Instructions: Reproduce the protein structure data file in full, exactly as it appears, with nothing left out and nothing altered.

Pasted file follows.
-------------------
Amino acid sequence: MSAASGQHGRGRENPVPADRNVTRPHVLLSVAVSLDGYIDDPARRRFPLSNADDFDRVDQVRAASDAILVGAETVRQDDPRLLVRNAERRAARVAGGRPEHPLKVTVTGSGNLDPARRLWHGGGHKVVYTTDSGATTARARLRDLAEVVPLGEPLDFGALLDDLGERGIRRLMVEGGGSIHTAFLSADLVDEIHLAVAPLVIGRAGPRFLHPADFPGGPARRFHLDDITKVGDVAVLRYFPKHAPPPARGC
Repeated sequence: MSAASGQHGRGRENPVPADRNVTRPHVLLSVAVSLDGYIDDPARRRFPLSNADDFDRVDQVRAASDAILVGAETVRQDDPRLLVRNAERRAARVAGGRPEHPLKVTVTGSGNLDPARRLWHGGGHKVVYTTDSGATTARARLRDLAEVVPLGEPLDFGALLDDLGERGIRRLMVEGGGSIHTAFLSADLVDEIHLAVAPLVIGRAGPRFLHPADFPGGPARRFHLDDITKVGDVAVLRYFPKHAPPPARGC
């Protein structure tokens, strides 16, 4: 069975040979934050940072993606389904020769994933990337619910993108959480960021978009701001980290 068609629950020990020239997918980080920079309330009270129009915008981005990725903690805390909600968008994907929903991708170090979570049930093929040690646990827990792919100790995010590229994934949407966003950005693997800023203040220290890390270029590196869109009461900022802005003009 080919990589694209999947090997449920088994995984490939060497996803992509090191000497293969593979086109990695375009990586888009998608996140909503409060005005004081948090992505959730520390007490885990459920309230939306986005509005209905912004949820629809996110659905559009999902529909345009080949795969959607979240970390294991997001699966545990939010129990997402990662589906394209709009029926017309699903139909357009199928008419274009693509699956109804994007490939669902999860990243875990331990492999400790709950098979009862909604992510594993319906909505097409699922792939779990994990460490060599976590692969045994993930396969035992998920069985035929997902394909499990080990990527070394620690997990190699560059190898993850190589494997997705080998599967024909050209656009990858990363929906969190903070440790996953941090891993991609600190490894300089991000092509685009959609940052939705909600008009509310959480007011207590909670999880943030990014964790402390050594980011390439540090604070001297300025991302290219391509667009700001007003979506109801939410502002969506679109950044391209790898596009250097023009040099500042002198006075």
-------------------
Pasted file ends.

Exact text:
Amino acid sequence: MSAASGQHGRGRENPVPADRNVTRPHVLLSVAVSLDGYIDDPARRRFPLSNADDFDRVDQVRAASDAILVGAETVRQDDPRLLVRNAERRAARVAGGRPEHPLKVTVTGSGNLDPARRLWHGGGHKVVYTTDSGATTARARLRDLAEVVPLGEPLDFGALLDDLGERGIRRLMVEGGGSIHTAFLSADLVDEIHLAVAPLVIGRAGPRFLHPADFPGGPARRFHLDDITKVGDVAVLRYFPKHAPPPARGC
Repeated sequence: MSAASGQHGRGRENPVPADRNVTRPHVLLSVAVSLDGYIDDPARRRFPLSNADDFDRVDQVRAASDAILVGAETVRQDDPRLLVRNAERRAARVAGGRPEHPLKVTVTGSGNLDPARRLWHGGGHKVVYTTDSGATTARARLRDLAEVVPLGEPLDFGALLDDLGERGIRRLMVEGGGSIHTAFLSADLVDEIHLAVAPLVIGRAGPRFLHPADFPGGPARRFHLDDITKVGDVAVLRYFPKHAPPPARGC
């Protein structure tokens, strides 16, 4: 069975040979934050940072993606389904020769994933990337619910993108959480960021978009701001980290 068609629950020990020239997918980080920079309330009270129009915008981005990725903690805390909600968008994907929903991708170090979570049930093929040690646990827990792919100790995010590229994934949407966003950005693997800023203040220290890390270029590196869109009461900022802005003009 080919990589694209999947090997449920088994995984490939060497996803992509090191000497293969593979086109990695375009990586888009998608996140909503409060005005004081948090992505959730520390007490885990459920309230939306986005509005209905912004949820629809996110659905559009999902529909345009080949795969959607979240970390294991997001699966545990939010129990997402990662589906394209709009029926017309699903139909357009199928008419274009693509699956109804994007490939669902999860990243875990331990492999400790709950098979009862909604992510594993319906909505097409699922792939779990994990460490060599976590692969045994993930396969035992998920069985035929997902394909499990080990990527070394620690997990190699560059190898993850190589494997997705080998599967024909050209656009990858990363929906969190903070440790996953941090891993991609600190490894300089991000092509685009959609940052939705909600008009509310959480007011207590909670999880943030990014964790402390050594980011390439540090604070001297300025991302290219391509667009700001007003979506109801939410502002969506679109950044391209790898596009250097023009040099500042002198006075």